Charlotte NC is expected to experience a significant demographic boom by 2050


The research conducted examines how the Charlotte area is developing, relative to other major metros, where it came from, and how we plan to grow in the future.

CHARLOTTE, NC – According to an analysis conducted by the Charlotte Regional Trade Alliance, the Charlotte area is expected to experience significant growth over the next 30 years.

With this growth come questions: where do we grow? Who calls the Queen City house? Let’s see what the alliance has found.

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Growth & diversity: who is moving to Charlotte?

The Charlotte area has become more diverse over the past decade, with the fastest growing among those who identified as a race other than the Listed (209 percent), multiracial (192 percent) and Asian (83 percent).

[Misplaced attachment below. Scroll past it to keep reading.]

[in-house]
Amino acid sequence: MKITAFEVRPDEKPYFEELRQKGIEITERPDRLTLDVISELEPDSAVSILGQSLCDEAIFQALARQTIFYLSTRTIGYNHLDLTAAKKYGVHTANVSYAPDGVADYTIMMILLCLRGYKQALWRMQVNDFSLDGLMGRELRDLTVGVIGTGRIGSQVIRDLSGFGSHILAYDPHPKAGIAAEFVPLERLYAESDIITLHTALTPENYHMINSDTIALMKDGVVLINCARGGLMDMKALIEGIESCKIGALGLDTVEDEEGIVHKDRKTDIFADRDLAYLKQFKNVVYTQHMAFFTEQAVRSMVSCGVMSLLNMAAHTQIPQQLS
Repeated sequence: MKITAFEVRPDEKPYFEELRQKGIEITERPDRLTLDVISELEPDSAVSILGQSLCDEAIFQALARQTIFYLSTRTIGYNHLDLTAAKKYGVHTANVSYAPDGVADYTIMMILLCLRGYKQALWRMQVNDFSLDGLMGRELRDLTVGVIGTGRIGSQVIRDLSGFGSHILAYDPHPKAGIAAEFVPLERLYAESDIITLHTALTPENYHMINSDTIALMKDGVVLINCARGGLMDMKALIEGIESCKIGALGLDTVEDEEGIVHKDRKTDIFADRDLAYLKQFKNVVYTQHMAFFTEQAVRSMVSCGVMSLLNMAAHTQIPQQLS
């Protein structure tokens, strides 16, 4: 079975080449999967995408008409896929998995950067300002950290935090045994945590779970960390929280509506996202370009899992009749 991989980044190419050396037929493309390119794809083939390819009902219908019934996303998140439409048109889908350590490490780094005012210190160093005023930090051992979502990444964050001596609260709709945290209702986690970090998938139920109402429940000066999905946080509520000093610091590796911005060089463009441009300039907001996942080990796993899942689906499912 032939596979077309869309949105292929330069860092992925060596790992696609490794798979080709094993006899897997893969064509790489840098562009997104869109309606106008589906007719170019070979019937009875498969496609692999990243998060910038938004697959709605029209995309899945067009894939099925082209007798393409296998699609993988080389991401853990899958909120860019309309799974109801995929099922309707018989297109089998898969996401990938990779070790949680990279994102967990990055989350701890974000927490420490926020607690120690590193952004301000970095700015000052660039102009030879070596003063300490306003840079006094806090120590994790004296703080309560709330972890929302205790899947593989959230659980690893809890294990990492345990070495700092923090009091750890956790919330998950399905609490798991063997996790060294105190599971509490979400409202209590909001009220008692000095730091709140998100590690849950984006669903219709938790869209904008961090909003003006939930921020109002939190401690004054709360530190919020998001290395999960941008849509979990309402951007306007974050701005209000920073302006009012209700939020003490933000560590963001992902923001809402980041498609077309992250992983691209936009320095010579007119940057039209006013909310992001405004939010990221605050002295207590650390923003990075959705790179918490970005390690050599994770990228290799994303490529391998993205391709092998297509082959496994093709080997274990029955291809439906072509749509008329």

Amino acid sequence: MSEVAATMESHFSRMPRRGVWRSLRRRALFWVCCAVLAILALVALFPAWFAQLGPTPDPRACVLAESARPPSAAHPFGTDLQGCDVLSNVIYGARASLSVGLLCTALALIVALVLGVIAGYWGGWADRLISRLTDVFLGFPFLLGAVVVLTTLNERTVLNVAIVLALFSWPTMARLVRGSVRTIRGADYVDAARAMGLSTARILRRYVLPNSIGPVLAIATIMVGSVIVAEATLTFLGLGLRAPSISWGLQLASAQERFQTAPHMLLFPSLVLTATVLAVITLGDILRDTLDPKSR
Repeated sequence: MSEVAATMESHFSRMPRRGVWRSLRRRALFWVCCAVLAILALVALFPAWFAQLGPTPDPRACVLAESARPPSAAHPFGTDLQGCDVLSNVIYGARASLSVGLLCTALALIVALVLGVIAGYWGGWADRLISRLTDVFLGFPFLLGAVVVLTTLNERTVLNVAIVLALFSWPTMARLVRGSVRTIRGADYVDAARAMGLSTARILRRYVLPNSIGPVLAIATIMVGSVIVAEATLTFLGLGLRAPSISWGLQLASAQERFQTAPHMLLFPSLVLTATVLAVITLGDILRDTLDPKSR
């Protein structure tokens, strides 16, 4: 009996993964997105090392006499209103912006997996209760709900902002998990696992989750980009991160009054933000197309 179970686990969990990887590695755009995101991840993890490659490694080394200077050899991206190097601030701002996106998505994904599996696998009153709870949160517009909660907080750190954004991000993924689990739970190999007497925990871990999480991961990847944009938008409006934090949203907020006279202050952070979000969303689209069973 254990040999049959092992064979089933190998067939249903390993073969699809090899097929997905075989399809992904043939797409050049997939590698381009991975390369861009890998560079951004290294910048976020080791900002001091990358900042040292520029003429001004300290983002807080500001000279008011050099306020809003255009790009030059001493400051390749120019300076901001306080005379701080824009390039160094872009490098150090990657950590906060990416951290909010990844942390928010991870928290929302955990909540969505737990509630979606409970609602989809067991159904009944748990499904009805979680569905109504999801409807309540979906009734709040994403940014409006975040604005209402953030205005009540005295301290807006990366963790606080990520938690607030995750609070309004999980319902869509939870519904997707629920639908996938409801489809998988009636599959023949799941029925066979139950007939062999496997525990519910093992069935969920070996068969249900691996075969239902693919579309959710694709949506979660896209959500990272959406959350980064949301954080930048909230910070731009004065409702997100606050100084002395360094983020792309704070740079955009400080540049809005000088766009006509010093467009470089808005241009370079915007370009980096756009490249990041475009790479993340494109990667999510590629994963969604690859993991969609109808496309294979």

People moving to the Charlotte area from elsewhere in the United States tend to be more educated, younger, and wealthier than residents already living in the area.

People who migrate to the Charlotte area from foreign countries tend to have varying levels of education. More than 50 percent are either highly educated or do not have a high school diploma, compared to 22 percent of current regional residents in Charlotte.

How do we expect it to grow in the future?

The Charlotte area is expected to grow 50% by 2050, from around 3 million to 4.5 million people.

The fastest growth is expected in York County, South Carolina, and Lancaster County, South Carolina, which are expected to roughly double in size over the next 30 years.

Where does the growth come from?

104 people settle in the Charlotte area every day, with the largest contingents coming from New York.

How does this growth compare to other cities?

The Charlotte area has grown 16.3% over the past decade, surpassing the entire state of North Carolina (9.5%), the state of South Carolina (10.7%) and the nation as a whole (7.4%).

The Charlotte metropolitan area has experienced the ninth-fastest growing in the past decade and has grown even more rapidly towards the end of the decade.

This is the latest report in a series of research studies on growth in the Charlotte area. The full report with graphics is available here.

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